As she promised, Penny stayed in the shallow end and played with Kemena while her mother sat with Adella, Kemena’s mother, who was short and extremely gregarious. A couple of times while they were in the water Kemena wanted to move on to the deeper area, but Penny held to her promise.

There was one moment, however…

Kemena decided she wanted to have a contest to see who could hold their breath underwater the longest. Penny wasn’t certain that she could do this: after all, the only water she’d ever been in was in a tub, and she’d never tried submerging yourself there. But a contest was a contest, and Penny didn’t want to disappoint her friend.

She took a deep breath and sank to the bottom of the shallow end.

Sitting on the bottom of the pool Penny felt completely at ease. Rather than look to see how Kemena was doing, she stared straight ahead at the far end where the diving board was. She followed the downward slope of the pool into the deep end and for a moment she felt as if she should be there, that it would be such a natural thing for her to swim around there near the bottom—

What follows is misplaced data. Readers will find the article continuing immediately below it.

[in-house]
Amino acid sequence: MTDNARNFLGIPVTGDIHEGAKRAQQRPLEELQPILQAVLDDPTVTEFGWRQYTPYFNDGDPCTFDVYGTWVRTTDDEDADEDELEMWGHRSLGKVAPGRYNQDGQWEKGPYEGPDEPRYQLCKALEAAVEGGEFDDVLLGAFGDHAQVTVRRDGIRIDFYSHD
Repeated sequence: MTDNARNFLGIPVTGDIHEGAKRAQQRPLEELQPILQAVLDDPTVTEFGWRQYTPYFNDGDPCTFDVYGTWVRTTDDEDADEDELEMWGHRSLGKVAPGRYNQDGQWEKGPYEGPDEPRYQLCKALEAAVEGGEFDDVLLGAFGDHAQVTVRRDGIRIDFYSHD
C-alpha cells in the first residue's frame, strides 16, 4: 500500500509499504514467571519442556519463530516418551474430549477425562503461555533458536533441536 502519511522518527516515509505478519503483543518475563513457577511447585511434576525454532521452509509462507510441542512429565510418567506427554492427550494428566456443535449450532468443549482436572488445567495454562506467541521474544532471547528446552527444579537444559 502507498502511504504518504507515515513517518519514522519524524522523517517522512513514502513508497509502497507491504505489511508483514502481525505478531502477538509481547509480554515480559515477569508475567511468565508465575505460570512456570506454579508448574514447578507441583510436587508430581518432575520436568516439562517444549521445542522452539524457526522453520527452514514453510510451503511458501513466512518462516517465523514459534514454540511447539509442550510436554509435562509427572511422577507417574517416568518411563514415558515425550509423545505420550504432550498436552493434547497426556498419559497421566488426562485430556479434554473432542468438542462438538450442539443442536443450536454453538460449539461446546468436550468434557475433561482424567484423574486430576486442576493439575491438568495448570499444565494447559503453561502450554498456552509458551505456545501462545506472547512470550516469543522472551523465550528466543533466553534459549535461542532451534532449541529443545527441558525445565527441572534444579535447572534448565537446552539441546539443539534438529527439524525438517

There was a commotion in the pool next to her and she felt herself being lifted off the bottom of the pool. When she broke surface she saw her mother there with arms wrapped around her in a worried look on her face. “Are you all right?”

“I’m fine, Mama.” She looked up and saw Kemena and her mother staring at her. Both appeared far more worried that her own mother. “What happened? Did I do something wrong?”

“The Calling” Scene 1: “The Question”

Now for something completely different…

As I mentioned yesterday there are group of artists who are calling this month #MerMay, and are encouraging people–artists mostly–to draw mermaid picture every day.  Now, I don’t draw, but I do write, which means I can be creative in my own way.

In the best way for me to be creative is to write a story.

This is going to be a most interesting story, because I am going to pants the hell out of this.  Any of you who know me are aware that I usually plot things out in the most minute detail before he began writing anything.  This time I’ve got a concept: writer mermaid story.  And that’s it.  Nothing else, nothing plotted out, nothing planned, nothing but sitting down and coming up with a story as it hits me.